- Amacrine cells are a type of interneuron within the human retina.
- Amacrine cells are embedded in the retinal circuitry.
- Amacrine cells are activated by, and feedback to, bipolar cells. They also have junctions with ganglion cells, as well as with each other.
- Amacrine cells send complex spatial and temporal information about the visual world to ganglion cells.
- Amacrine cells are known to add information to the stream of data travelling through bipolar cells and then to control and refine the way ganglion cells (and their subtypes) respond to it.
- Most amacrine cells don’t have tale-like axons. But whilst they clearly have multiple connections to other neurons around them, research into their precise inputs and outputs is ongoing.
- Axons are the part of neurons that transmit electrical impulses to other neurons.
- Neurons are the nerve cells that the human central nervous system is composed of.
About amacrine cell functions
Amacrine cells are known to contribute to narrowly task-specific visual functions such as:
- Efficient transmission of high fidelity visual information with a good signal-to-noise ratio.
- Maintaining the circadian rhythm which keeps our lives tuned to the cycles of day and night and helps to govern our lives throughout the year.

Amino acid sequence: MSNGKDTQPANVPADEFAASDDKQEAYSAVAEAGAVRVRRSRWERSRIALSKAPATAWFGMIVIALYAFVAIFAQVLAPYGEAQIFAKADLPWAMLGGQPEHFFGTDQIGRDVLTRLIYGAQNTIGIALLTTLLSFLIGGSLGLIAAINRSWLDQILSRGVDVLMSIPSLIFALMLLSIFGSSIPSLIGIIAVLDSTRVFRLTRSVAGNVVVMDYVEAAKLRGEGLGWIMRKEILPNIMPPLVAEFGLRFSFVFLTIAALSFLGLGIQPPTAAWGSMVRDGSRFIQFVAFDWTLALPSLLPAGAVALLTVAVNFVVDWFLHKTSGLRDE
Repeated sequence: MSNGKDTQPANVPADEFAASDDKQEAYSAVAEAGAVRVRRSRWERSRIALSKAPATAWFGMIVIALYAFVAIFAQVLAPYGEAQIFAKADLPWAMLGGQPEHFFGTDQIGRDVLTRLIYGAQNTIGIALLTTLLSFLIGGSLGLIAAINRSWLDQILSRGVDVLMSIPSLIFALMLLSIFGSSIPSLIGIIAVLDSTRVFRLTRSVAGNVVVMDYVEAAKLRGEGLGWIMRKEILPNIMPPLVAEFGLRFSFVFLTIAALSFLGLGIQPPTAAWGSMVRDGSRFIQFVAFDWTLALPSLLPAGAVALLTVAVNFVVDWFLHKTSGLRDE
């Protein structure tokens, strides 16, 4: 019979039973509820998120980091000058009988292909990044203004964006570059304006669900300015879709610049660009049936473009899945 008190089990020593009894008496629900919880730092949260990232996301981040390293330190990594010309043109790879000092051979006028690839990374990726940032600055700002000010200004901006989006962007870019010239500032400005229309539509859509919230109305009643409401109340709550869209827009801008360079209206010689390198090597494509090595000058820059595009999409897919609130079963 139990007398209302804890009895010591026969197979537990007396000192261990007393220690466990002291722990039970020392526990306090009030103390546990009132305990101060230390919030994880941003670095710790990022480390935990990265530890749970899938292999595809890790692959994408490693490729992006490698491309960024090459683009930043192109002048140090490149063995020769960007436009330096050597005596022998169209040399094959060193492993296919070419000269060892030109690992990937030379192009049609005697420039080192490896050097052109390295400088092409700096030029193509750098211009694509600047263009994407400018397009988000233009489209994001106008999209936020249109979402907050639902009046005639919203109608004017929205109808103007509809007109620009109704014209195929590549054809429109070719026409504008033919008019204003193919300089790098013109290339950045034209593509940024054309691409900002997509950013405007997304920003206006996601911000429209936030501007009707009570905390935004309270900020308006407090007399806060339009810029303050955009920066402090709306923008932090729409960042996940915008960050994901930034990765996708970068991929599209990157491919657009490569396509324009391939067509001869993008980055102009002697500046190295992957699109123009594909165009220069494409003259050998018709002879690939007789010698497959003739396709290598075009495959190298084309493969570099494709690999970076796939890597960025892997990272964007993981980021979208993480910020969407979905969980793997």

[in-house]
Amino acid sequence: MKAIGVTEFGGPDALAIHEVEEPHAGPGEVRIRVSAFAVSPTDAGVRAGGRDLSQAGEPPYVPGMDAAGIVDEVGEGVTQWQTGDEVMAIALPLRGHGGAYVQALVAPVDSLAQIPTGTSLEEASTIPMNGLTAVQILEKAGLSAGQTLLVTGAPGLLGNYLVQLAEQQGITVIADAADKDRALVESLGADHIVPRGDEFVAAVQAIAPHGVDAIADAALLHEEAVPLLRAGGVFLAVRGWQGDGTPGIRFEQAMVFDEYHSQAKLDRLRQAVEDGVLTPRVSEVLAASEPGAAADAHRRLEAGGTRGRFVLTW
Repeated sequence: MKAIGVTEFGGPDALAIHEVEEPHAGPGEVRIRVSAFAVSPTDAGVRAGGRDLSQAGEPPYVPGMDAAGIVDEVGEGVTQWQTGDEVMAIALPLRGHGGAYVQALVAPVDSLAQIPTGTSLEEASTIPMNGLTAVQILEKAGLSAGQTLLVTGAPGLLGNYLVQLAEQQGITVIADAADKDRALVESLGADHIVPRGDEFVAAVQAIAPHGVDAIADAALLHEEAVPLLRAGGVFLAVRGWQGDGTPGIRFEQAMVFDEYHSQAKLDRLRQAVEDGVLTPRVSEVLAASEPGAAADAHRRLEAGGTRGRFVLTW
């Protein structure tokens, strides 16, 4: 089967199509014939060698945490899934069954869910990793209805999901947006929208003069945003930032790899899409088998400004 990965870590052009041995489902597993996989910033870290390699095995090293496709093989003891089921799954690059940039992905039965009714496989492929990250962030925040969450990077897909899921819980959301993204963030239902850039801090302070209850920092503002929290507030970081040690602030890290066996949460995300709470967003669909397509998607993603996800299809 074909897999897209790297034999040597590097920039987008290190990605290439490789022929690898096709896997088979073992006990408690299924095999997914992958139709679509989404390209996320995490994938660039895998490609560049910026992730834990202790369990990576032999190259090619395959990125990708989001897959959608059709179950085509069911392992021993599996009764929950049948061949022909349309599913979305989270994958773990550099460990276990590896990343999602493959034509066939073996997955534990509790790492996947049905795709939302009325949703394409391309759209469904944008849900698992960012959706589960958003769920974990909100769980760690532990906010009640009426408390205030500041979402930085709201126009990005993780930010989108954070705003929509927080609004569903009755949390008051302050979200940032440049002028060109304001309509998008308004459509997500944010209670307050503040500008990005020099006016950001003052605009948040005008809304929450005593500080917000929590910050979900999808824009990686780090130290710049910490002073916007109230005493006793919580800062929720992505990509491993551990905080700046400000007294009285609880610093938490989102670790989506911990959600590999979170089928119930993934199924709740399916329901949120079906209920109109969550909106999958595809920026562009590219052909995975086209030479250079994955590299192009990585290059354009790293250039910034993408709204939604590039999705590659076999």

- Measuring the difference between the response of specific photoreceptors compared with surrounding cells (centre-surround antagonism), so enabling edge detection and contrast enhancement.
- Motion detection and the ability to distinguish between the movement of things across the field of view and our own eye movements.
About centre-surround antagonism
Centre-surround antagonism refers to the way retinal neurons organize their receptive fields.
- Centre-surround antagonism refers to the way that light striking the human retina is processed by groups of light-sensitive cone cells.
- The centre component is primed to measure the sum-total of signals received from a small number of cone cells directly connected to a bipolar cell.
- The surround component is primed to measure the sum of signals received from a much larger number of cones around the centre point.
- The two signals are then compared to find the degree to which they disagree.